Friday, May 15, 2009

The True Prosperity Gospel

“Health, Wealth, Fame and Pleasure.” “Name it, Claim it.” “If you have enough faith God will heal you.”

We have heard the slogans and they call out to our hungering souls. Yet when we drink of this pseudo prosperity Gospel our thirst is starved. Nearly as dangerous as this pseudo gospel is the philosophy that God desires his children to live in misery. As Christians, we are tempted to polarize either toward ascetic masochism or the philosophy of physical merriment. Paradoxically, the true Gospel is one of prosperity: it fulfills our deepest desires, it fuels the flames of life, and satisfies the soul.

I have come to realize that sharing the gospel is as life giving as hearing the gospel. Living a gospel-centered life (God’s Perfect Will) is a life which FREES – a life which is LIFE – a life which is more than we can imagine. In dying we live. In emptying ourselves we are filled. In giving all we are, we receive more than we could desire.

Oh, the beauty of the paradox of the gospel-centered life.

At the bottom of a Philippian prison cell sat Paul and Silas. With mangled bodies and emotional torment they began to pray. Soon their spirits were raptured into the presence of the Ancient of Days. The joy of their spirits conquered the agony of their bodies and weariness of their souls. Before long they broke into a symphony of praise.

In the darkness of their trial Paul and Silas praised God. And their gospel-centered lives experienced LIFE. Their bonds were loosed – doors were opened - and morning was soon to dawn on a very dark night. As we live the gospel-centered life we are prosperous. And in our darkest hours, we can praise God for the coming morn.

While the pseudo prosperity gospel has nothing to offer those in trials, the true gospel ushers in the morning simply by praising God (James 1).

Morning has broken, like the first morning
Blackbird has spoken, like the first bird
Praise for the singing, praise for the morning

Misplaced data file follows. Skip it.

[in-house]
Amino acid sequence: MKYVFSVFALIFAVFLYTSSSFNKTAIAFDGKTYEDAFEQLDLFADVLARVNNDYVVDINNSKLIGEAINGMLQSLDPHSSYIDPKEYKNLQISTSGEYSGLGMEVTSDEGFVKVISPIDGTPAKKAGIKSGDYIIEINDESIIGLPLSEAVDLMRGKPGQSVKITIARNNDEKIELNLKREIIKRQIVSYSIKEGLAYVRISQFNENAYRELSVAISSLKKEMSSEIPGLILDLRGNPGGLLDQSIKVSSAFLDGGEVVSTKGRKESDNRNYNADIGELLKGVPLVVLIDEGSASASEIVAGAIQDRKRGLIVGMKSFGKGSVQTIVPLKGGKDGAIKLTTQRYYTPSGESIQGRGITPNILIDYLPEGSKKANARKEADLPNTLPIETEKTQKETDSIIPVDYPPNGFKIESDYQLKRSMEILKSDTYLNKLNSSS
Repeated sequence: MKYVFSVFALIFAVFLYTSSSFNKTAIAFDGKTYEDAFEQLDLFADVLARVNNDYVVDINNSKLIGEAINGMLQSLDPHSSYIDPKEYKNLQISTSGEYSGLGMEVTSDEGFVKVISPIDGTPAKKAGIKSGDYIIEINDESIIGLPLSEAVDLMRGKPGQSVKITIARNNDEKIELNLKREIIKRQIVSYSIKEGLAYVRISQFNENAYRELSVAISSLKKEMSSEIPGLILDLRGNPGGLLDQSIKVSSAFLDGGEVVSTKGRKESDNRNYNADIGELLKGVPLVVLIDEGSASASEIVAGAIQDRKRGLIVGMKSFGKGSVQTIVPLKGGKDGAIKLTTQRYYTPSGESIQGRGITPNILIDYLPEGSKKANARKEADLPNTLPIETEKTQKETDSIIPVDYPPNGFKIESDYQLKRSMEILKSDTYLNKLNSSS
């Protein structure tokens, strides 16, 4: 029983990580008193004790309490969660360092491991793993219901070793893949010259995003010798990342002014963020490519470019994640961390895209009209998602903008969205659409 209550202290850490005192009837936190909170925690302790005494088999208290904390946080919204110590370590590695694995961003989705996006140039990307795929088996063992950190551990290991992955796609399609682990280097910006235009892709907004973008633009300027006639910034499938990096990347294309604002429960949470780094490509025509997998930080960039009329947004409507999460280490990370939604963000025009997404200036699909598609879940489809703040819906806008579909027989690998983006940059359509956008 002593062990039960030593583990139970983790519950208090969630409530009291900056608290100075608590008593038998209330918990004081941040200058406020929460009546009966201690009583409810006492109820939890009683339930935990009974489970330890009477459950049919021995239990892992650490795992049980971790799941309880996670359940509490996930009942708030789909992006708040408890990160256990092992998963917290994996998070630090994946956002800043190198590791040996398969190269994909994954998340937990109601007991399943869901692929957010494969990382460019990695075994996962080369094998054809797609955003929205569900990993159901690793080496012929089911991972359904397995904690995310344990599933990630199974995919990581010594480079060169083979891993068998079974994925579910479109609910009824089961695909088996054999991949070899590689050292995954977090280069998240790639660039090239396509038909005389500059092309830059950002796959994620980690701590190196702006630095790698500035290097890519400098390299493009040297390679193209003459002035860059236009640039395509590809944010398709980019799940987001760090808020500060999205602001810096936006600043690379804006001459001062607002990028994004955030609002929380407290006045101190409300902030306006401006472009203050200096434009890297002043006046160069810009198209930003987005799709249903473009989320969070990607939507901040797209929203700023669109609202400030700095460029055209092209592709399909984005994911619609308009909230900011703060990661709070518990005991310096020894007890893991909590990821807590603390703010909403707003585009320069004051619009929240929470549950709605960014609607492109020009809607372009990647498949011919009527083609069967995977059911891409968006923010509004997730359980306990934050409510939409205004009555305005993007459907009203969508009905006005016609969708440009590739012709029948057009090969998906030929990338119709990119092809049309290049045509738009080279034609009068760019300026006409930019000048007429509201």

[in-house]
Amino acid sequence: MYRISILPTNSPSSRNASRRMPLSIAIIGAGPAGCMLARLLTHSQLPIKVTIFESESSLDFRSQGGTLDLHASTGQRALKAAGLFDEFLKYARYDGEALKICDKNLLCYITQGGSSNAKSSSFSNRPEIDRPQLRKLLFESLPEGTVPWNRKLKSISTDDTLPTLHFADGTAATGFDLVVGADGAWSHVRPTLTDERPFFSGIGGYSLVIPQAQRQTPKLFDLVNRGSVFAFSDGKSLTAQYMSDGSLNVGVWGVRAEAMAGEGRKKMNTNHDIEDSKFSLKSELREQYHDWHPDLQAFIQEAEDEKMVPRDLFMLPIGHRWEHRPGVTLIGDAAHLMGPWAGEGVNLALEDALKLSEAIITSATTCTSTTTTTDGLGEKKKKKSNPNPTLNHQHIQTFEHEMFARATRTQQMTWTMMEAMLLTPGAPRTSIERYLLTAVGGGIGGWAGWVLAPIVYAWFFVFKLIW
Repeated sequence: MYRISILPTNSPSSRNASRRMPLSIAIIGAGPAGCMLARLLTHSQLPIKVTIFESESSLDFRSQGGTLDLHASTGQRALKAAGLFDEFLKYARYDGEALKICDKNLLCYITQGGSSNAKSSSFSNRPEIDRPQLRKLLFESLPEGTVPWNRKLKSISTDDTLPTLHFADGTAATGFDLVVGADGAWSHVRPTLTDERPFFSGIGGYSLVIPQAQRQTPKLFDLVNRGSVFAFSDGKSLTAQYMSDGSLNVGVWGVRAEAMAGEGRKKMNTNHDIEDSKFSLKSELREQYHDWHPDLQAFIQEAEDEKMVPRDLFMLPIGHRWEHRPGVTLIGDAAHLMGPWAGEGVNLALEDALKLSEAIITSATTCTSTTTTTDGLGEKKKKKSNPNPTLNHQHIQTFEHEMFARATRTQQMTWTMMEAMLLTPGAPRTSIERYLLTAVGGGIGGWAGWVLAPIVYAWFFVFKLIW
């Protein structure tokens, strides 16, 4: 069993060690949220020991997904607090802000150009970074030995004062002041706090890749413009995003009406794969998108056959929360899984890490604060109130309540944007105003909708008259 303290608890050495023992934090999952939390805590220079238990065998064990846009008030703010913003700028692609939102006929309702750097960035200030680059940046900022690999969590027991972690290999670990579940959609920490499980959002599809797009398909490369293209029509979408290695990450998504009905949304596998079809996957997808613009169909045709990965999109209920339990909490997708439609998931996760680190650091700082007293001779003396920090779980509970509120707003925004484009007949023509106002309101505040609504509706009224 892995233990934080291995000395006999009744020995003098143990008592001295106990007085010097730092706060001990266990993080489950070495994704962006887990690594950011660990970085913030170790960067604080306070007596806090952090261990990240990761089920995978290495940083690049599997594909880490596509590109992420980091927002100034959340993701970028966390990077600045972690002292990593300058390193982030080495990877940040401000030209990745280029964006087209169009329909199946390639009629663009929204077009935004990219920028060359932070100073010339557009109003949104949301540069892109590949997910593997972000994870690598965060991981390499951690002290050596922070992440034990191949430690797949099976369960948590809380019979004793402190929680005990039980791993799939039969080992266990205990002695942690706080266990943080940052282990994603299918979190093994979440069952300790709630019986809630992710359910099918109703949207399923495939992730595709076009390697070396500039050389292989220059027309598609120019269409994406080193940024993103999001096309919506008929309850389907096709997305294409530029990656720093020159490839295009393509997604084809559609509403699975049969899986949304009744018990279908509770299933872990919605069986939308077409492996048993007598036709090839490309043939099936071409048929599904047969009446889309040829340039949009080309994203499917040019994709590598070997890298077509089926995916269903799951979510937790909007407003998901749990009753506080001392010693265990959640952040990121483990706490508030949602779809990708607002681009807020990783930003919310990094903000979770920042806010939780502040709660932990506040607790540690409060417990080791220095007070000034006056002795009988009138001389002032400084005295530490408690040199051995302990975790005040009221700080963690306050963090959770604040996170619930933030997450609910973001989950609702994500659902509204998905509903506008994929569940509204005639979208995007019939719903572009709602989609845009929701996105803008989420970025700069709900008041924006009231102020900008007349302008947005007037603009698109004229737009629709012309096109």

Praise for them springing, fresh from His Word
(Words by Eleanor Farjeon, made popular by Cat Stevens)


selahV said...

Jesus, Jesus, Jesus,
sweetest name I know,
fills my every longing,
keeps me singing as I go.

brad reynolds said...

Heaven will be so sweet. I co long to hear the words "Well done..." Oh that I might be faithful and then enjoy the presence of the audience of one

selahV said...

Until then, we persevere with joy in our hearts and continual love for our Savior Who has overcome it all.

Anonymous said...


WAY WAY off topic, but I ran across an article that had the following quote

"A friend of mine who has previously served as a field supervisor for Southeastern Baptist Theological Seminary students taking supervised ministry won't be doing so any longer.

In recent years, Southeastern has asked field supervisors to agree that their work with students would remain within the parameters of the 2000 Baptist Faith and Message Statement, though they were not required to affirm the statement for their own life and work.

That has changed.

At a recent orientation session, my friend was told that he not only had to agree to work within the guidelines of the 2000 Baptist Faith and Message statement, but he had to sign an affirmation that he supported it.

But that's not all. He would also have been required to sign a statement indicating his support for the Abstract of Principles, the Chicago Statement on Inerrancy, and the "Danvers Statement on Biblical Manhood and Womanhood." Think that's narrow enough?"

This was from Tony Cartledge's blog Baptists Today Blog.

1. Is this true
2. does this leave any room for any sort of theological diversity/inquisitiveness among the SEBTS faculty. Im not as concerned about the innnerrany issues as I am the CBMW stuff which to me codifies an interpretation.
3. How much will the screws be tightened before a seminary education will be nothing more than an indoctrination - slight hyperbole - but I would rather have this stuff dealt with while an individual is a student at one of our seminaries than when they get into the big wide world and dont have answers for tough questions..

Jim Champion

brad reynolds said...

I am unaware of any of what you shared. I could certainly understand asking file supervisors to agree to the official positions at the school, since the supervisors are serving in somewhat of a mentoring/teaching role.

This is one of the reasons I affirm the Trustee system and our presidents.

The concern you have is legitimate. At what point can the Trustees narrow those whom they employ? What if one day all profs had to sign they believed in Post-trib? Sure there is a danger but I think the Trustees are wise enough men to know the difference.

I assume every seminary has a student/employee book which has dress codes which are not contained in the BFM2000. This is different that a statement all SB agree to at a convention.

Hope that helps

Anonymous said...


I think that the danger will be that one day there will be those will want the pretrib view inserted into the BFM...

Post-trib is a minority view that many pretribbers have a hard time tolerating....

brad reynolds said...


I have good news for you. I don't think we will ever see that day. There are scare tactics and fearmongering in the blog world but the reality of the SBC is something wholly different than described on some of the blogs.

I have been going to the SBC since 1988 and I know many of the leaders on a personal level and such discussion has never nor would ever take place.

So let not your heart be troubled my brother:)